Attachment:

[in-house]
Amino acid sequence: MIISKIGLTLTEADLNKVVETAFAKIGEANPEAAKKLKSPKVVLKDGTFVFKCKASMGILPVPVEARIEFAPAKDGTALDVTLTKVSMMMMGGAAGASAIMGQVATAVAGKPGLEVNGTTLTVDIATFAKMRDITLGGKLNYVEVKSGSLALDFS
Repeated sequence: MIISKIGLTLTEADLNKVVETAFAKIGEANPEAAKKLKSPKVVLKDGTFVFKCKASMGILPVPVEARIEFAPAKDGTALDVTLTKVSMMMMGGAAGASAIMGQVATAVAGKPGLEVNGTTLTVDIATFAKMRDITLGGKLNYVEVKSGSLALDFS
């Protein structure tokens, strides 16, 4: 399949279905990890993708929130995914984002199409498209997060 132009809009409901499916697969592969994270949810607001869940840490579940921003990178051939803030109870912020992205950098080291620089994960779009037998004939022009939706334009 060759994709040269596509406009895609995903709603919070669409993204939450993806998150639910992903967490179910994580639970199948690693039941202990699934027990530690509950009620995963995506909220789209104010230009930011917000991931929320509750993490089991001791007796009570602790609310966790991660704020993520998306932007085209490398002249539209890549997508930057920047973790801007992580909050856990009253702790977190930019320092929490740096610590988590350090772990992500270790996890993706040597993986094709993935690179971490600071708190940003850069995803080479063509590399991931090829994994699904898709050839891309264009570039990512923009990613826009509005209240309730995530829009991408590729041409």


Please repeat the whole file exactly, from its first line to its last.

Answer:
[in-house]
Amino acid sequence: MIISKIGLTLTEADLNKVVETAFAKIGEANPEAAKKLKSPKVVLKDGTFVFKCKASMGILPVPVEARIEFAPAKDGTALDVTLTKVSMMMMGGAAGASAIMGQVATAVAGKPGLEVNGTTLTVDIATFAKMRDITLGGKLNYVEVKSGSLALDFS
Repeated sequence: MIISKIGLTLTEADLNKVVETAFAKIGEANPEAAKKLKSPKVVLKDGTFVFKCKASMGILPVPVEARIEFAPAKDGTALDVTLTKVSMMMMGGAAGASAIMGQVATAVAGKPGLEVNGTTLTVDIATFAKMRDITLGGKLNYVEVKSGSLALDFS
């Protein structure tokens, strides 16, 4: 399949279905990890993708929130995914984002199409498209997060 132009809009409901499916697969592969994270949810607001869940840490579940921003990178051939803030109870912020992205950098080291620089994960779009037998004939022009939706334009 060759994709040269596509406009895609995903709603919070669409993204939450993806998150639910992903967490179910994580639970199948690693039941202990699934027990530690509950009620995963995506909220789209104010230009930011917000991931929320509750993490089991001791007796009570602790609310966790991660704020993520998306932007085209490398002249539209890549997508930057920047973790801007992580909050856990009253702790977190930019320092929490740096610590988590350090772990992500270790996890993706040597993986094709993935690179971490600071708190940003850069995803080479063509590399991931090829994994699904898709050839891309264009570039990512923009990613826009509005209240309730995530829009991408590729041409």